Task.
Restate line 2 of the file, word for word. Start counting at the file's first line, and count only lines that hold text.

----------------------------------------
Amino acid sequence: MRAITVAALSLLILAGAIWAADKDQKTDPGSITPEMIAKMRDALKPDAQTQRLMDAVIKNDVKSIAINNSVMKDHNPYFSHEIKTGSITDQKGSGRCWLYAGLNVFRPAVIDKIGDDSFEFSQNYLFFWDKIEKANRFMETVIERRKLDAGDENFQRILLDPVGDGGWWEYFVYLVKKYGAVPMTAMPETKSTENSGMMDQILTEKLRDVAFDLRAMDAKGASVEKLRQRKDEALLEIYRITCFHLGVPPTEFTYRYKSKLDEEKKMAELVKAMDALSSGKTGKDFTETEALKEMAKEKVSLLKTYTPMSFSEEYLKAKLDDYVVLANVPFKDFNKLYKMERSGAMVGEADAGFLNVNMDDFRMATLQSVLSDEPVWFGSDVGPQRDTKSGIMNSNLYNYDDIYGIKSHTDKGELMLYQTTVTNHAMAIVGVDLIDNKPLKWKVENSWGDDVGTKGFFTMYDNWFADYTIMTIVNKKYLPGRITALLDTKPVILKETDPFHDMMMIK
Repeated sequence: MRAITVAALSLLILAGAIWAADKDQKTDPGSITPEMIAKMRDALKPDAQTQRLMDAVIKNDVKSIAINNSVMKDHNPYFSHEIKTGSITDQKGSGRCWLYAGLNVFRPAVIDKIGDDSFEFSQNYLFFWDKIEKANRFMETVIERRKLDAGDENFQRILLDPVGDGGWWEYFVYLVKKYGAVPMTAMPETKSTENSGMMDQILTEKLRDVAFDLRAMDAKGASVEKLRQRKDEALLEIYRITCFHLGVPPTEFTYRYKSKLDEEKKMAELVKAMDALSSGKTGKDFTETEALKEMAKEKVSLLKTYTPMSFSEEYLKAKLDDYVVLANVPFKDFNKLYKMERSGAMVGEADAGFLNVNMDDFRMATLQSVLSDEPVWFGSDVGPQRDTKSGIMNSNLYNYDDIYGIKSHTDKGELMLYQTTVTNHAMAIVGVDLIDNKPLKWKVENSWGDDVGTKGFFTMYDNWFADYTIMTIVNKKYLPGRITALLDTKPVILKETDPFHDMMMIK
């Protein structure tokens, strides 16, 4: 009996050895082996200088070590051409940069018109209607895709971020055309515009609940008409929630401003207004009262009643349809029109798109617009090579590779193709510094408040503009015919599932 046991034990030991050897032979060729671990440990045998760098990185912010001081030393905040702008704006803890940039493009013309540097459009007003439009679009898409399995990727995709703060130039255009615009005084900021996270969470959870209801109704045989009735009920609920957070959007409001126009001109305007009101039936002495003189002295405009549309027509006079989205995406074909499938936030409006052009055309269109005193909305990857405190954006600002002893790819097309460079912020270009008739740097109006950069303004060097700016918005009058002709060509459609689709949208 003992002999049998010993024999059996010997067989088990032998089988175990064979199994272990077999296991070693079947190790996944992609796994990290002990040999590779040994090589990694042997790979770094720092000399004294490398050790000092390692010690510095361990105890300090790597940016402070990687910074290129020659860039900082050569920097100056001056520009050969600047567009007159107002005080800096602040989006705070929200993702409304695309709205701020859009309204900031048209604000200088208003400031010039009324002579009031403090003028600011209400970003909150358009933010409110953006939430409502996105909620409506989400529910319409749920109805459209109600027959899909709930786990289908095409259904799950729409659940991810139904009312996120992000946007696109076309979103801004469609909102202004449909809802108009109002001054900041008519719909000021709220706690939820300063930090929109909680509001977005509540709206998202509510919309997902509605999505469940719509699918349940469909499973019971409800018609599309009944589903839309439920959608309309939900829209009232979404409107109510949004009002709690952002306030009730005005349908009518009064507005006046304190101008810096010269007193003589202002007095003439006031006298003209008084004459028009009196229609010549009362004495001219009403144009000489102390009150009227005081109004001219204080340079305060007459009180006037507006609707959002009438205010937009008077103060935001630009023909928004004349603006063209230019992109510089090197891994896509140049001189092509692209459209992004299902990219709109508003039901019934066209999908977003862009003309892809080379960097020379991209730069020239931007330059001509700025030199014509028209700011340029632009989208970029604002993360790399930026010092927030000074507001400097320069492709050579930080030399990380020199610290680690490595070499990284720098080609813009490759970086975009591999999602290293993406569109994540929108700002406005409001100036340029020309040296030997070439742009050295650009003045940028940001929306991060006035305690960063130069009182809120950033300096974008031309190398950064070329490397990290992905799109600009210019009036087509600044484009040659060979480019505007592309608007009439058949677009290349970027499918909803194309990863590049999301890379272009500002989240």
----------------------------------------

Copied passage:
Repeated sequence: MRAITVAALSLLILAGAIWAADKDQKTDPGSITPEMIAKMRDALKPDAQTQRLMDAVIKNDVKSIAINNSVMKDHNPYFSHEIKTGSITDQKGSGRCWLYAGLNVFRPAVIDKIGDDSFEFSQNYLFFWDKIEKANRFMETVIERRKLDAGDENFQRILLDPVGDGGWWEYFVYLVKKYGAVPMTAMPETKSTENSGMMDQILTEKLRDVAFDLRAMDAKGASVEKLRQRKDEALLEIYRITCFHLGVPPTEFTYRYKSKLDEEKKMAELVKAMDALSSGKTGKDFTETEALKEMAKEKVSLLKTYTPMSFSEEYLKAKLDDYVVLANVPFKDFNKLYKMERSGAMVGEADAGFLNVNMDDFRMATLQSVLSDEPVWFGSDVGPQRDTKSGIMNSNLYNYDDIYGIKSHTDKGELMLYQTTVTNHAMAIVGVDLIDNKPLKWKVENSWGDDVGTKGFFTMYDNWFADYTIMTIVNKKYLPGRITALLDTKPVILKETDPFHDMMMIK